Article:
See Change Launch ‘Look Beyond’ photovoice research project

Pictured LtoR: at the launch of See Change’s ‘Look Beyond’ photovoice research exhibition in Smock Alley 25th October: Rick Rossiter, See Change ambassador and ‘Look Beyond’ participant photographer, Dr Maria Quinlan, lead researcher on ‘Look Beyond’ Paul O’Rourke, ‘Look Beyond’ participant photographer, John Saunders, Director of See Change, Professor Jim Lucey, Medical Director of St Patrick’s Mental Health Services and Paul O’Rourke, ‘Look Beyond’ participant photographer. ‘Look Beyond’ is an exhibition of photographs taken by a group of sixteen people who have experienced what it is like to live with mental health difficulties. Picture: Maura Hickey/Sharppix

See Change’s ‘Look Beyond’ photovoice research project was launched in Smock Alley Theatre, Dublin 8, on Wednesday 25th October with the help of Professor Jim Lucey of St Patrick’s Mental Health Services. The exhibition, which seeks to give insight into the often unseen reality of what it means to have a mental health problem, will be travelling nationwide throughout the end of this year and 2018. Each photograph was taken and captioned by someone who lives with mental health difficulties in order to shed light on their experiences and create a dialogue between them and the viewer. 16 people took part in ‘Look Beyond’ taking hundreds of pictures and ultimately choosing over 30 to be part of the exhibition and 90 in the associated catalogue which you can view here.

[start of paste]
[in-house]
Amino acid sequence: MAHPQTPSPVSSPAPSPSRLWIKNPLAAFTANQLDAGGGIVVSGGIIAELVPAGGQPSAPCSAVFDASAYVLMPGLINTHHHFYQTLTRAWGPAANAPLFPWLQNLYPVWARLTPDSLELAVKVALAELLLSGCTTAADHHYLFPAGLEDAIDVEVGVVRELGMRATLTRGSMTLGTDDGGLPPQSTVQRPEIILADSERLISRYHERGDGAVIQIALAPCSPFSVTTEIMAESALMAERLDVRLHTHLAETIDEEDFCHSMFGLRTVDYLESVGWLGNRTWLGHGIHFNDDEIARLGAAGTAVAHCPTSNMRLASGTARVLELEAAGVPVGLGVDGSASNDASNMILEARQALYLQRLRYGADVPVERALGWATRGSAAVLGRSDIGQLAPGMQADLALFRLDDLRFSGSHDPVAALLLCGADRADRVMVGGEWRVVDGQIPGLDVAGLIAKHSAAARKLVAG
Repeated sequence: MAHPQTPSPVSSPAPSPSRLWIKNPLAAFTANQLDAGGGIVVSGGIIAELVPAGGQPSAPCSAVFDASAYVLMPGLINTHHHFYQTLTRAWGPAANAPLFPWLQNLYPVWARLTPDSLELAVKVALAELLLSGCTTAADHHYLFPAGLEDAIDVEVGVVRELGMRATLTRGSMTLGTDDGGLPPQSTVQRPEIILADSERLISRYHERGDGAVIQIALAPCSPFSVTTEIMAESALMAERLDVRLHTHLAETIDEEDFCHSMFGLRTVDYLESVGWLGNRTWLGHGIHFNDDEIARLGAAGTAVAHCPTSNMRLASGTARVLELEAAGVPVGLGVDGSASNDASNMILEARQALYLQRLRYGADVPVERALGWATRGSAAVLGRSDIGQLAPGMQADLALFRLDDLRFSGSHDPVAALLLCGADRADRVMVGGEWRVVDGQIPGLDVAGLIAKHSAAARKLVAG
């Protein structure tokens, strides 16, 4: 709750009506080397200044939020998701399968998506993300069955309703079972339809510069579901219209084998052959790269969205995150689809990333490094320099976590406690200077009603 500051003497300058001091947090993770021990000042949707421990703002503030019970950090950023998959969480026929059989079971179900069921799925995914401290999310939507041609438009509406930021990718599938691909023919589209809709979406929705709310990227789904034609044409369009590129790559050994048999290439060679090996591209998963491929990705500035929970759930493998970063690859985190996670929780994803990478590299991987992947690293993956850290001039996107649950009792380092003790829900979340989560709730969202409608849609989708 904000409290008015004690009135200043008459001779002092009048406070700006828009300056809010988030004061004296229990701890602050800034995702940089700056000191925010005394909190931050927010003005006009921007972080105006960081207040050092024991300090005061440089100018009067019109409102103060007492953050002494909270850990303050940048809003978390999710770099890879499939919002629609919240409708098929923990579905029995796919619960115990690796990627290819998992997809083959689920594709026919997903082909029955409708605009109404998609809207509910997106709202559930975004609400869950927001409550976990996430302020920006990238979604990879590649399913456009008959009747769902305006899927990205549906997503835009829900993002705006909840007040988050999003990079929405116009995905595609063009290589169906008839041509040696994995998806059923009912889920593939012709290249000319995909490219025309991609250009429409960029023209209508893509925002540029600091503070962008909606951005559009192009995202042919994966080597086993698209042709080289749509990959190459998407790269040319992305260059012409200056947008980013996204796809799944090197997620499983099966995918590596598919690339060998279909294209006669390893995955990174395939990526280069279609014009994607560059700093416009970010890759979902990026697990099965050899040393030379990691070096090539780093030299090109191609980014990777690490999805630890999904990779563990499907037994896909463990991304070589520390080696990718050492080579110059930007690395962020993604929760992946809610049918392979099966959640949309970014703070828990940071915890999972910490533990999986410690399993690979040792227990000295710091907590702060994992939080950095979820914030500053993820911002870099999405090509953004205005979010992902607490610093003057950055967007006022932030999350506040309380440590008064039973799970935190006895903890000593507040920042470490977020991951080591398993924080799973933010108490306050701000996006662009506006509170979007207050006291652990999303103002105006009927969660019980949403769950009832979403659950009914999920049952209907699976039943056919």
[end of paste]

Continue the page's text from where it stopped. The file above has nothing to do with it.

Pictured LtoR: at the launch of See Change’s ‘Look Beyond’ photovoice research exhibition in Smock Alley 25th October: Rick Rossiter, See Change ambassador and ‘Look Beyond’ participant photographer and Paul O’Rourke, ‘Look Beyond’ participant photographer.
Picture: Maura Hickey/Sharpix

‘Look Beyond’ will be exhibited over the October bank holiday weekend in Filmbase Friday 27th, Saturday 28th, Sunday 29th and Tuesday 31st until 2pm. The photographs will be on display in Inchicore library from Wednesday 1st November until Friday 17th November.  ‘Look Beyond’ will then travel to the Hunt Museum in Limerick with a special launch on the evening of Tuesday 21st November. It will be exhibited there until Sunday 3rd December. More dates and venues are to be confirmed for 2018.

‘Look Beyond’ will be on display in Filmbase over the bank holiday weekend.

At the launch in Smock Alley, See Change project manager Celine Moran thanked the 16 participants who told their stories in ‘Look Beyond’. She thanked researchers Dr Maria Quinlan and Dr Etáin Quigley for their passion in facilitating and delivering ‘Look Beyond’ and helping See Change to bring the project to fruition. Ms Moran also thanked Professor Jim Lucey for helping See Change launch the exhibition and contributing his knowledge and understanding of the power of personal narratives and creativity in unlocking people’s experiences.

Speaking about the 16 participant photographers Ms Moran said, “I really want to thank them tonight for bravely taking part, using the images and the captions to show us the challenges of living with mental health difficulties. Through the images and the captions they’ve shown their expertise, their knowledge and their wisdom to us all. It’s a great opportunity for us all to get a better understanding of mental health for ourselves and those around us”.

People gathered at the launch of See Change’s ‘Look Beyond’ in Smock Alley Theatre, Dublin. Pic SHARPPIX

A 40 minute panel discussion chaired by Director of See Change John Saunders took place featuring Dr Maria Quinlan, See Change Ambassador and ‘Look Beyond’ participant Rick Rossiter, Professor Jim Lucey and ‘Look Beyond’ participant Paul O Rourke. The discussion revolved around the importance of finding new ways of communicating our experiences of mental health, what it was like to take part in the process and how the photovoice methodology has been used in the past as a tool for illustrating unique human experiences.

The night concluded with light refreshments, with many attendees taking their time to engage with the photographs, using the opportunity to start a conversation about mental health.

 

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